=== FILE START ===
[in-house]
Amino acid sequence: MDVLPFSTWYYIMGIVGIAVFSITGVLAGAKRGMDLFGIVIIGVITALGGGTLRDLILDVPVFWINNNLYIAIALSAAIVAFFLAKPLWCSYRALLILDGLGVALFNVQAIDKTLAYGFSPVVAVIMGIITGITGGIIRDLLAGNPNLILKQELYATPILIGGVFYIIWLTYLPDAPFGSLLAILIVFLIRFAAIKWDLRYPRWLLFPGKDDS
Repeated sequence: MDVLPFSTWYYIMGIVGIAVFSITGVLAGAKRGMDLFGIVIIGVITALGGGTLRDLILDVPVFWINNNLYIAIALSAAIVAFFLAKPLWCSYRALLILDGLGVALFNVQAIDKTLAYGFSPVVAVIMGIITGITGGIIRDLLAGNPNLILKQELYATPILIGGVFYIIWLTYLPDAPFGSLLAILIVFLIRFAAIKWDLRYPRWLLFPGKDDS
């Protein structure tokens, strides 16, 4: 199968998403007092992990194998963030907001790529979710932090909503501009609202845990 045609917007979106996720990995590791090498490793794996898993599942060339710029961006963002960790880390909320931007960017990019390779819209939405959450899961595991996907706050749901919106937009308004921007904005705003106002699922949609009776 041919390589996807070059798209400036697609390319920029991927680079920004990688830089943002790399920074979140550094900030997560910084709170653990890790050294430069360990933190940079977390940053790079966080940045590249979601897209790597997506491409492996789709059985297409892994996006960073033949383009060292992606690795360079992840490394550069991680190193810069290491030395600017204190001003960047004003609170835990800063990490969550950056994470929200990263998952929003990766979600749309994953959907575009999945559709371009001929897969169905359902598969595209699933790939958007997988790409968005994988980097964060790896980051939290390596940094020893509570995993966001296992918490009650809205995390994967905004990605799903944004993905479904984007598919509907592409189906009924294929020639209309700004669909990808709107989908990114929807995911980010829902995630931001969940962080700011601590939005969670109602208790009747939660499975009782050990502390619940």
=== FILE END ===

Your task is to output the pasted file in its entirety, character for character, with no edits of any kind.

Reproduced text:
[in-house]
Amino acid sequence: MDVLPFSTWYYIMGIVGIAVFSITGVLAGAKRGMDLFGIVIIGVITALGGGTLRDLILDVPVFWINNNLYIAIALSAAIVAFFLAKPLWCSYRALLILDGLGVALFNVQAIDKTLAYGFSPVVAVIMGIITGITGGIIRDLLAGNPNLILKQELYATPILIGGVFYIIWLTYLPDAPFGSLLAILIVFLIRFAAIKWDLRYPRWLLFPGKDDS
Repeated sequence: MDVLPFSTWYYIMGIVGIAVFSITGVLAGAKRGMDLFGIVIIGVITALGGGTLRDLILDVPVFWINNNLYIAIALSAAIVAFFLAKPLWCSYRALLILDGLGVALFNVQAIDKTLAYGFSPVVAVIMGIITGITGGIIRDLLAGNPNLILKQELYATPILIGGVFYIIWLTYLPDAPFGSLLAILIVFLIRFAAIKWDLRYPRWLLFPGKDDS
């Protein structure tokens, strides 16, 4: 199968998403007092992990194998963030907001790529979710932090909503501009609202845990 045609917007979106996720990995590791090498490793794996898993599942060339710029961006963002960790880390909320931007960017990019390779819209939405959450899961595991996907706050749901919106937009308004921007904005705003106002699922949609009776 041919390589996807070059798209400036697609390319920029991927680079920004990688830089943002790399920074979140550094900030997560910084709170653990890790050294430069360990933190940079977390940053790079966080940045590249979601897209790597997506491409492996789709059985297409892994996006960073033949383009060292992606690795360079992840490394550069991680190193810069290491030395600017204190001003960047004003609170835990800063990490969550950056994470929200990263998952929003990766979600749309994953959907575009999945559709371009001929897969169905359902598969595209699933790939958007997988790409968005994988980097964060790896980051939290390596940094020893509570995993966001296992918490009650809205995390994967905004990605799903944004993905479904984007598919509907592409189906009924294929020639209309700004669909990808709107989908990114929807995911980010829902995630931001969940962080700011601590939005969670109602208790009747939660499975009782050990502390619940």